Stroke Survivor Shares His Message: Do Not Put Your Health on Hold

The COVID-19 pandemic has led to a number of unanticipated side effects. One is that when people try to stay home as much as possible, they may not just cut out hairdresser and pedicure appointments. Some people avoid going to the doctor. Gregory Bernhardt, age 65, is here to tell you: Don’t do that.

Gregory had prostate cancer surgery in May 2020, and in a follow-up visit, his doctor listened to his chest, heard something that didn’t sound right, and advised Gregory to make an appointment with a cardiologist to find what was causing the abnormal sound.

But Gregory was still recuperating from surgery and was nervous about going to medical appointments due to the COVID-19 pandemic, which was then surging. “I kicked the can down the road a little and never followed up,” Gregory said.

This attitude is not unusual, says his surgeon, Omar Lattouf, MD, PhD, senior faculty in Cardiovascular Surgery at the Icahn School of Medicine at Mount Sinai. Dr. Lattouf says that during the pandemic, many patients have been hesitant about visiting a medical facility, delaying or even canceling important procedures.

Six months later, Gregory still hadn’t seen a heart specialist. One day, he experienced shooting pain between his shoulder blades that felt as if someone was stabbing him. He was slurring his words and couldn’t stand upright. “I said, ‘Let’s just wait, let’s just wait,’” Gregory recalled in an article about his experience in The Daily News. Soon after, he lost sensation in his right arm and right leg, and his speech became more slurred and harder to understand.

His wife refused to wait and called paramedics, who rushed Gregory to the nearest hospital. By this point, Gregory’s right arm and leg were paralyzed, and he couldn’t talk. He was losing consciousness and started vomiting. Doctors immediately put him onto a ventilator to help him breathe. A special study, called CTA, was immediately performed, leading to diagnosis of an aortic dissection, a tear in the wall of the aorta that weakened the blood vessel and risked an immediate rupture of the artery. The test further showed another life-threatening problem: poor blood flow into the arteries supplying the brain caused by the torn artery.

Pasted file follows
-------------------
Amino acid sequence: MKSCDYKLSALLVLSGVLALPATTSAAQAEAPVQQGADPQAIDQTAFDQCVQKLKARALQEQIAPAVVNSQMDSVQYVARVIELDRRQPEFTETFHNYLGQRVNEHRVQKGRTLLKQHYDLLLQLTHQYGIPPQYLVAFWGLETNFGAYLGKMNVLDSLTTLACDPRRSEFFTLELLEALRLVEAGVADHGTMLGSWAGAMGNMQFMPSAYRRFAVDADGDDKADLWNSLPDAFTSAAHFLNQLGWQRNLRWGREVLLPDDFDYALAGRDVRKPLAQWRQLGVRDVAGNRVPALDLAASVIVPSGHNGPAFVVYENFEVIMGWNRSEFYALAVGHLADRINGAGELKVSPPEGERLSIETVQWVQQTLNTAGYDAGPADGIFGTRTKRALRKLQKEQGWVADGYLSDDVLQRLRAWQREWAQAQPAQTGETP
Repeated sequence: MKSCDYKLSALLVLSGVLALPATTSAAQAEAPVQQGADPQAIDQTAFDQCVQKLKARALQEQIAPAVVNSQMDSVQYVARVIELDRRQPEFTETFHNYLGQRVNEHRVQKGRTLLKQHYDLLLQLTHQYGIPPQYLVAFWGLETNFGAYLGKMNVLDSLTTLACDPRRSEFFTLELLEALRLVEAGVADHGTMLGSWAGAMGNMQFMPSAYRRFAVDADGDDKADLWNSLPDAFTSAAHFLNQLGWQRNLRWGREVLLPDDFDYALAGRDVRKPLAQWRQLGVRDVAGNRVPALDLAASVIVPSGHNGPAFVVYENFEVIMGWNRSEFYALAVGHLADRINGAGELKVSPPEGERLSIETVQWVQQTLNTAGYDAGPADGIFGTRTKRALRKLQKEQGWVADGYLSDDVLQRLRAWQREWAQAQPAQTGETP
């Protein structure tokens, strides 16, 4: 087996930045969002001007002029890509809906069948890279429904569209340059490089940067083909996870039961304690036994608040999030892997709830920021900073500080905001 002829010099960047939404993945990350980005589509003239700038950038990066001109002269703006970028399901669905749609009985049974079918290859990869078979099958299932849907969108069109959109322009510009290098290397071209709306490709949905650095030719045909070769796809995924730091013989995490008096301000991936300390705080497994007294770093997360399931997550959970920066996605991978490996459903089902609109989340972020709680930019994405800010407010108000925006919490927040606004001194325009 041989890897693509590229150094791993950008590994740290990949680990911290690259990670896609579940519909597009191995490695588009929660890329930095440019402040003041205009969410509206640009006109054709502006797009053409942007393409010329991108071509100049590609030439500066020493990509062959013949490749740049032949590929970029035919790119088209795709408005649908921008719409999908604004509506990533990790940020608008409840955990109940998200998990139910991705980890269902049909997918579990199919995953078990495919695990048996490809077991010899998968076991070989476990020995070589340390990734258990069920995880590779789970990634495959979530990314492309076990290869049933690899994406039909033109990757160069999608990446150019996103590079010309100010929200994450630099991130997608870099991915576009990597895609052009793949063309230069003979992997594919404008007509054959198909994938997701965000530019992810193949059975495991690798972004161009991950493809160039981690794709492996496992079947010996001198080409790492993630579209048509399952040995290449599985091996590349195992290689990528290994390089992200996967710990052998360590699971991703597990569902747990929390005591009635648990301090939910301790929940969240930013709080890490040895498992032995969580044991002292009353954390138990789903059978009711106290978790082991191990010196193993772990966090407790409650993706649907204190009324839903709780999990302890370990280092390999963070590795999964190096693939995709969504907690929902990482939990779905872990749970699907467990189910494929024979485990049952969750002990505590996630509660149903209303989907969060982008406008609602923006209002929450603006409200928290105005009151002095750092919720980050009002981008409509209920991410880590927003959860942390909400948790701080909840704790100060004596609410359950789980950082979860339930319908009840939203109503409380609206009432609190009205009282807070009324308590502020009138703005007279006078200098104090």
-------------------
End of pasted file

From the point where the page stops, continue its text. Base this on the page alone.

Gregory needed open-heart surgery right away and was transferred to Mount Sinai Morningside, where he was prepped for surgery with Dr. Lattouf. The delicate procedure took seven hours, in which Dr. Lattouf and his team replaced the torn aorta with a synthetic graft, repaired the tear in the brain-supplying artery, and repaired the aortic valve. The torn aorta appeared to have started from a point one inch above the aortic valve, caused by an ulceration called “perforating aortic ulcer.”

The next day, Gregory was moving his arms and legs and showing no sign of brain damage. Gregory says he was lucky that his stroke happened with his wife present. Dr. Lattouf says that an earlier echocardiogram might have revealed Gregory’s condition months before, but still, with the successful surgery, “We were able to avert a catastrophic event.”

Gregory’s advice is simple. “Don’t do what I did and put care off when your doctor makes a recommendation. If something’s not right, don’t just wish it away,” he says. “Putting your head in the sand won’t make it better. If you need a checkup, test, or procedure, go see your doctor.”